Almost every high school student has sat at their desk stumped, unable to solve a difficult question during a test. At that moment, they think about what it would be like to have access to the internet. Well now, during virtual learning, what was once a mere momentary desire has become reality.
At Paly, students are often held to extremely high standards regarding their academic performance by their peers, teachers, and parents. In our culture of academic excellence, it’s no surprise that some students resort to cheating.
According to the International Center for Academic Integrity, statistics from a study conducted by Dr. Donald McCabe showed 64% of American high school students admitted to having cheated on a test. Teachers are aware that their students may feel inclined to cheat, and make it difficult for students to cheat on tests during in-person school.
However, the worldwide COVID-19 pandemic raises new issues concerning academic dishonesty. When tests are conducted in-person, teachers can monitor students better and regulate what they bring to the testing environment. With classes conducted over Zoom, though, students can cheat with relative ease.
On Zoom, students are able to look up answers and easily access their notes, and while cheating is not as easily preventable over Zoom, there are some strategies teachers can employ to decrease it.
One step teachers should take is mandating students keep their cameras on and pointed at the student during Zoom tests. Teachers and students seeing each other helps mimic a classroom environment and discourages obvious forms of cheating like using a phone or notebook. While this method isn’t foolproof, the threat of a teacher catching a student cheating may be enough to dissuade some students.
Having students keep their camera on ensures students are engaged in class. Not only does requiring students to turn their cameras on make it easier to catch cheating students, it also creates a more realistic classroom atmosphere, letting students learn more effectively and decreasing the need for academic dishonesty.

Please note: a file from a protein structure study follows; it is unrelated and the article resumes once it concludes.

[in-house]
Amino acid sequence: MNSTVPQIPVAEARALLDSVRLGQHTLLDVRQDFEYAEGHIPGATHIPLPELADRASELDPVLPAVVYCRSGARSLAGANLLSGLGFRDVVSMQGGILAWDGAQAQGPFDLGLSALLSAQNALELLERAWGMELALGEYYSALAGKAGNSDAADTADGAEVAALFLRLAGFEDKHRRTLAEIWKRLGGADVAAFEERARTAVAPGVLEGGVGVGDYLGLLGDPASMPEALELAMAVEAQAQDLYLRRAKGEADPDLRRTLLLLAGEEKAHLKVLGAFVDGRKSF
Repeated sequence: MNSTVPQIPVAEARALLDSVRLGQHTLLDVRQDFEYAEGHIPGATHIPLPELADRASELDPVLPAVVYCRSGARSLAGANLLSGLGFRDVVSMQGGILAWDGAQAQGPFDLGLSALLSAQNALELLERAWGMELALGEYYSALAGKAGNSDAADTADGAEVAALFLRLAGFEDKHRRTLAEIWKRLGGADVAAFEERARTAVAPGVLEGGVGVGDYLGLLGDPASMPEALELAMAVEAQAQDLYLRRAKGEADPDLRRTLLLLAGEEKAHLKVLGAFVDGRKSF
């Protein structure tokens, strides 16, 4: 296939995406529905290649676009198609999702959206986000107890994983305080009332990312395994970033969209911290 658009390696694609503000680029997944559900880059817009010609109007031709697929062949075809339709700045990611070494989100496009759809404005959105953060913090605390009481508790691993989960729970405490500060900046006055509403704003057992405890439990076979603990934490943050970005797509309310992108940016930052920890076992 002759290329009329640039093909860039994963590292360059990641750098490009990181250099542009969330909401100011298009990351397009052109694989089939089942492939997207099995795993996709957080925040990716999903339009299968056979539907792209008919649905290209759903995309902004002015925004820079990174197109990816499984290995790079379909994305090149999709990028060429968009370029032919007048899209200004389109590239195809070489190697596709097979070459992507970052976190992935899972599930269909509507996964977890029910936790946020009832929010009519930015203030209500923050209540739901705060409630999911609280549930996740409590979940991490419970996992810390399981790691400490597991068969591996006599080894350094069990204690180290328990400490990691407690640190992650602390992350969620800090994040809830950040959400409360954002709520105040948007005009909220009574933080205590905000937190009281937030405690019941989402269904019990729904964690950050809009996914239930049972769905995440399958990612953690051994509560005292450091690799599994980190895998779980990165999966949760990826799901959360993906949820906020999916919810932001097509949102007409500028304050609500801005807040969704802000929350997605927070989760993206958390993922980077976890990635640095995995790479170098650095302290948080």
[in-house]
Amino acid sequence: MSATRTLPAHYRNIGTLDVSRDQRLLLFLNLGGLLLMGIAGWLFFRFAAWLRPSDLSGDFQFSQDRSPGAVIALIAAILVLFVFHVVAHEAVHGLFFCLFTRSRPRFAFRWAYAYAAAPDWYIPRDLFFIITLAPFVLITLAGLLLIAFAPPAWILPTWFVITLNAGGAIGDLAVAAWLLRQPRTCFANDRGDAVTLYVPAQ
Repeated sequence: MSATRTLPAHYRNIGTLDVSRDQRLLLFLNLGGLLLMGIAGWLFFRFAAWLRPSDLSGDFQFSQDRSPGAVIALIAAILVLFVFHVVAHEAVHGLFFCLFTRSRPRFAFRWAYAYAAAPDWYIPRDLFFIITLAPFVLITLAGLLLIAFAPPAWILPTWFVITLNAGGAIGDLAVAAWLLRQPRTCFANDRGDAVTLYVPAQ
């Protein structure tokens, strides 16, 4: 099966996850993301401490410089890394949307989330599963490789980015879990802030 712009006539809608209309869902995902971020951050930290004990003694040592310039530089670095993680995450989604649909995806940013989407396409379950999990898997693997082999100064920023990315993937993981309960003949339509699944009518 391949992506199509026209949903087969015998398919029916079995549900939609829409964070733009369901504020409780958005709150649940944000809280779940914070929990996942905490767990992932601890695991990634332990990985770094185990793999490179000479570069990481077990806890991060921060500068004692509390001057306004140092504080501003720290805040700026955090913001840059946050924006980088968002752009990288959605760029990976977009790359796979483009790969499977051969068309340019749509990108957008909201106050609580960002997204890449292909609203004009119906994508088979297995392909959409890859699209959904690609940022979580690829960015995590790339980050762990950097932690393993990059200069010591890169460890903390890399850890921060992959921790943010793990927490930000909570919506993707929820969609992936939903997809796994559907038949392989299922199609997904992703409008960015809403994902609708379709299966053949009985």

Another method teachers should use is to tweak test questions in a way that ensures that even the most determined cheaters will have a difficult time. By constructing their own quiz questions to make answers more difficult to find on the internet or by taking an problem online and substituting keywords, that makes it harder for students to cheat.
Transitioning from multiple choice questions to more free response problems can also decrease cheating by requiring critical thinking and application of known concepts, rather than allowing students to look up answers. Problems that force students to think are major hurdles for would-be cheaters. Adjusting the nature of the test questions can make solutions and explanations significantly harder to access in a testing environment.
Such measures only need to be taken because students feel inclined to cheat. Teachers should teach their students that cheating hurts them in the long run because they become reliant on it in the future. Cheating students are only building a harmful habit that will make their adult lives considerably more difficult because students will constantly look for ways to cut corners.
Teachers should actively combat academic dishonesty changes in policies and testing protocols, showing students that they care. While teachers cannot guarantee students will not attempt to cheat, they can do their best to create a learning environment that promotes honesty.